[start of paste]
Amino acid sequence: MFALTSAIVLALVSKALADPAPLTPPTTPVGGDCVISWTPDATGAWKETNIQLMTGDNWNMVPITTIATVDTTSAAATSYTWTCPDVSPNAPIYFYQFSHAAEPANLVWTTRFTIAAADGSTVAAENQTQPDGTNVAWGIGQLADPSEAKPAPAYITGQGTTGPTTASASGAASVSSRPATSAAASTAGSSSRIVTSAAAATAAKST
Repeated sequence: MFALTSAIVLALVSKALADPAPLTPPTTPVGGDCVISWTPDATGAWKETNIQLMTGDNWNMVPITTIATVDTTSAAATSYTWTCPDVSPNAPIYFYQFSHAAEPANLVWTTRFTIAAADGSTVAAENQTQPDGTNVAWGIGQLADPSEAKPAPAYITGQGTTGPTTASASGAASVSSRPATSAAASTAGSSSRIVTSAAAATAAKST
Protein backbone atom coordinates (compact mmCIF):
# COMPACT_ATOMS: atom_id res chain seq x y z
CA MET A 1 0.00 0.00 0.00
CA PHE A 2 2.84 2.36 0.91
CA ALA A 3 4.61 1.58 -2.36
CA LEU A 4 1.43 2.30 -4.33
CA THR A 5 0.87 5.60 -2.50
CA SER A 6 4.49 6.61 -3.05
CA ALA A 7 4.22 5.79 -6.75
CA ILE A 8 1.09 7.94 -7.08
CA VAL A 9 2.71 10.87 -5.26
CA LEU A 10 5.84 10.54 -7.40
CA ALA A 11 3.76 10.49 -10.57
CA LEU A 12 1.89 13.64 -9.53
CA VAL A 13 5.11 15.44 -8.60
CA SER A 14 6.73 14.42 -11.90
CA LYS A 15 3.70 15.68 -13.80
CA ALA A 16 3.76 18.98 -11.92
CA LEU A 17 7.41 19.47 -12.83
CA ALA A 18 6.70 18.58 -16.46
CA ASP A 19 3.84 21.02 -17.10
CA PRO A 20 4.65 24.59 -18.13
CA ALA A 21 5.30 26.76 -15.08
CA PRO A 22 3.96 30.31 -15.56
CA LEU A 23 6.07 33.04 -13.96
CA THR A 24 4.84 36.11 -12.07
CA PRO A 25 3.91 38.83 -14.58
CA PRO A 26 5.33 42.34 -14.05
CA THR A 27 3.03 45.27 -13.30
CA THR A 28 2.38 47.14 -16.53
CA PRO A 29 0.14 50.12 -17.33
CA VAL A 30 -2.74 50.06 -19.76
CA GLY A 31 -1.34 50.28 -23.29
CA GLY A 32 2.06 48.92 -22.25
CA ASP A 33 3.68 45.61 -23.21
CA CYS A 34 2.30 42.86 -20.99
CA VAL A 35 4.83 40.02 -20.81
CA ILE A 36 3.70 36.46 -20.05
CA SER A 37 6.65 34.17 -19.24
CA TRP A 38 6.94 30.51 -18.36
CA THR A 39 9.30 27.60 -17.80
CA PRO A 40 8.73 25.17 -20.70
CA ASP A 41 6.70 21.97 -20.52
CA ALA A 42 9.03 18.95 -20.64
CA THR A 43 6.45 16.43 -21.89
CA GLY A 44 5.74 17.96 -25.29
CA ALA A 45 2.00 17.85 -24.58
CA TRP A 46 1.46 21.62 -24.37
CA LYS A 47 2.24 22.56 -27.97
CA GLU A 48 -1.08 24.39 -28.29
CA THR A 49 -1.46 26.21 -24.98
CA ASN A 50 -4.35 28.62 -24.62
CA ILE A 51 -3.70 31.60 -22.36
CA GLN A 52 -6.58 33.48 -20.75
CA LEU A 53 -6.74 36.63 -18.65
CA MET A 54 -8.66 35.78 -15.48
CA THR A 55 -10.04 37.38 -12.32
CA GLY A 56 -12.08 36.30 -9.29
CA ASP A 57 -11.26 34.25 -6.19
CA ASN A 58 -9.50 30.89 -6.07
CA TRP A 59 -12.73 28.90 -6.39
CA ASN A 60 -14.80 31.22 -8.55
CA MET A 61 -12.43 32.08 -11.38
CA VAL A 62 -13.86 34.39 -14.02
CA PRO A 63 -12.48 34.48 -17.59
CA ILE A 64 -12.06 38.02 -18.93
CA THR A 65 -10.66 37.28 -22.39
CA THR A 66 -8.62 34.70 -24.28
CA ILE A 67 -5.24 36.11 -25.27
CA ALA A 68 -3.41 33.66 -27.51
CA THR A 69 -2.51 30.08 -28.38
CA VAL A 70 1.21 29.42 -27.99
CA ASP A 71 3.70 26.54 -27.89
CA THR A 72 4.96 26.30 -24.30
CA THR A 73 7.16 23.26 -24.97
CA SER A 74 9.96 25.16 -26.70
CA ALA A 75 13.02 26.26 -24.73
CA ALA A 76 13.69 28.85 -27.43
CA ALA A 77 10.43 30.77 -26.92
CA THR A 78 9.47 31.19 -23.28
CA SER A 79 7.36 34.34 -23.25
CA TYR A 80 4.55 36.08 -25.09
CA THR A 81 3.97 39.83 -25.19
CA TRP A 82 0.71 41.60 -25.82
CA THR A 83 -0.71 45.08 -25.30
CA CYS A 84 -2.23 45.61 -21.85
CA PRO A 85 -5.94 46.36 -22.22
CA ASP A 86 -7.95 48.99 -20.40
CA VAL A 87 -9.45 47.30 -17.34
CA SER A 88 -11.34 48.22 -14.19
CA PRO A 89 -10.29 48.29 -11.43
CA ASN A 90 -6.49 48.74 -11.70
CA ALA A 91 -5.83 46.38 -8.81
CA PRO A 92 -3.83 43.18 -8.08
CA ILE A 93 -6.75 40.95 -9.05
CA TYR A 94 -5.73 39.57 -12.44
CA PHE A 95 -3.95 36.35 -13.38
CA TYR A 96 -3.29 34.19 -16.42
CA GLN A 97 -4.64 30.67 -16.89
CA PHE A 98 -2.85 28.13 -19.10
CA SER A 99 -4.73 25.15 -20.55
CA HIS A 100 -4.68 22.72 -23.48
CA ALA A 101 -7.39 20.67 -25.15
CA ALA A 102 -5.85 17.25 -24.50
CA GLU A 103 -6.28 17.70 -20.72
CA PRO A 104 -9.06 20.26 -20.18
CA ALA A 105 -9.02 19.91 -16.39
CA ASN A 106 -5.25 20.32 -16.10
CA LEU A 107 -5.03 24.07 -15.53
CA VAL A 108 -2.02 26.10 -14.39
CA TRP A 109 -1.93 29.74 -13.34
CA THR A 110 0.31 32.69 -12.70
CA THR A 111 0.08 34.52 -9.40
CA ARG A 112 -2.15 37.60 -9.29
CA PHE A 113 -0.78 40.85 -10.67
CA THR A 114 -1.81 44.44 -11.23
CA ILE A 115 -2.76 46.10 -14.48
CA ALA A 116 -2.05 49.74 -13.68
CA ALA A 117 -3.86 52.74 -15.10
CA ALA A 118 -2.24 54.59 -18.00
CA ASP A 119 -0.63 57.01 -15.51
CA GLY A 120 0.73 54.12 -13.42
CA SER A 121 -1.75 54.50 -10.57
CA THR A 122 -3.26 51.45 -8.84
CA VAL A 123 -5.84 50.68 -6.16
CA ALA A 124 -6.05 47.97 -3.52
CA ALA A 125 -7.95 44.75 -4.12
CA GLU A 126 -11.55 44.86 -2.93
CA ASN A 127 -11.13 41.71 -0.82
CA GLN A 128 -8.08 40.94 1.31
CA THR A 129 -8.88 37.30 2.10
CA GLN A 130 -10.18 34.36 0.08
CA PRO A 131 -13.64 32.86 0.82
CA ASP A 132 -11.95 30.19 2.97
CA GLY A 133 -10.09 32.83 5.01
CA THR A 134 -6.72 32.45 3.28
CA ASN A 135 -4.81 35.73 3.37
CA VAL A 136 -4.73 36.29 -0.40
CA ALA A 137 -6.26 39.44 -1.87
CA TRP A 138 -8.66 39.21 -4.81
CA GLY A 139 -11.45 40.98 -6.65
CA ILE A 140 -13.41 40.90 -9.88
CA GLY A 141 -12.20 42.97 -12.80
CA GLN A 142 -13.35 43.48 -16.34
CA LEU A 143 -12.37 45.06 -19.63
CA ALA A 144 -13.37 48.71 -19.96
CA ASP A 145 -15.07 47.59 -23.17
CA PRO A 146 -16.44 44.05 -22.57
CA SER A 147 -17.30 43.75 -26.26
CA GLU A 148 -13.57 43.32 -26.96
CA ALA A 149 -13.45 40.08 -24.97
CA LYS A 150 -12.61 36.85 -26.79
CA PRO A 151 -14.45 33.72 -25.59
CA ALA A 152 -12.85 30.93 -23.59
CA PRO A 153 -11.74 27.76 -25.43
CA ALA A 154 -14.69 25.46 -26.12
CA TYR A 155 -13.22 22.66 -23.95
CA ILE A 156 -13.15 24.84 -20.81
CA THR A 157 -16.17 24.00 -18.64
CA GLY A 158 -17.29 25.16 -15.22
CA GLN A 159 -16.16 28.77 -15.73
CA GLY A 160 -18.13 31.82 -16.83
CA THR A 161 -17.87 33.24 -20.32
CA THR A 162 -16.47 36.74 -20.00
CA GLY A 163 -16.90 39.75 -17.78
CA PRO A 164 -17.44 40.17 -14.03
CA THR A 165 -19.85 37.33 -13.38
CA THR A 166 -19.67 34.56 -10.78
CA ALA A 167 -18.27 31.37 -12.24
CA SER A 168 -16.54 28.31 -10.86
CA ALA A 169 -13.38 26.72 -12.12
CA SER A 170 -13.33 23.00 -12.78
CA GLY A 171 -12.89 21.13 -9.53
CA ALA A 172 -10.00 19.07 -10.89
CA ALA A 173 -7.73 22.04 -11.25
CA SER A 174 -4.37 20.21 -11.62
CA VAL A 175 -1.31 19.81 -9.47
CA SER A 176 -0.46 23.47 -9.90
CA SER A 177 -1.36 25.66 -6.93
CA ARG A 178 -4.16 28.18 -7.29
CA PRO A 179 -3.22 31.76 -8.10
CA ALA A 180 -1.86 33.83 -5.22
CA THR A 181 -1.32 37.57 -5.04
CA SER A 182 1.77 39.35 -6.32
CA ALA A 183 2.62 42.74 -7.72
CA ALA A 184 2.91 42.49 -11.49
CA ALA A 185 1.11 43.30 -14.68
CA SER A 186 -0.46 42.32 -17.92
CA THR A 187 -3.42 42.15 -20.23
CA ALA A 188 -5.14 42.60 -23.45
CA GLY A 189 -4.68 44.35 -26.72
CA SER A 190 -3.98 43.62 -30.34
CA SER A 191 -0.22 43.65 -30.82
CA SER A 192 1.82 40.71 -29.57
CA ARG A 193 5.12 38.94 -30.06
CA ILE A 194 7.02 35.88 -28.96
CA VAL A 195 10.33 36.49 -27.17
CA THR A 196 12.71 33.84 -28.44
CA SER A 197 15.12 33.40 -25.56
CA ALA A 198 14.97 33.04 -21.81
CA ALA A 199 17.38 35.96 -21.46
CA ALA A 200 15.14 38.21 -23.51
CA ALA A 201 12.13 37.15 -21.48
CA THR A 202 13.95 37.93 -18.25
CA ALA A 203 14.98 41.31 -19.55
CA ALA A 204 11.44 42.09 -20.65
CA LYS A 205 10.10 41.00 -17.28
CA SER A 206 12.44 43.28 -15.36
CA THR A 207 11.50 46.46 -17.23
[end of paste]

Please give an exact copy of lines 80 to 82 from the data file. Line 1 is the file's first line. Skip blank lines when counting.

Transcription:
CA ALA A 76 13.69 28.85 -27.43
CA ALA A 77 10.43 30.77 -26.92
CA THR A 78 9.47 31.19 -23.28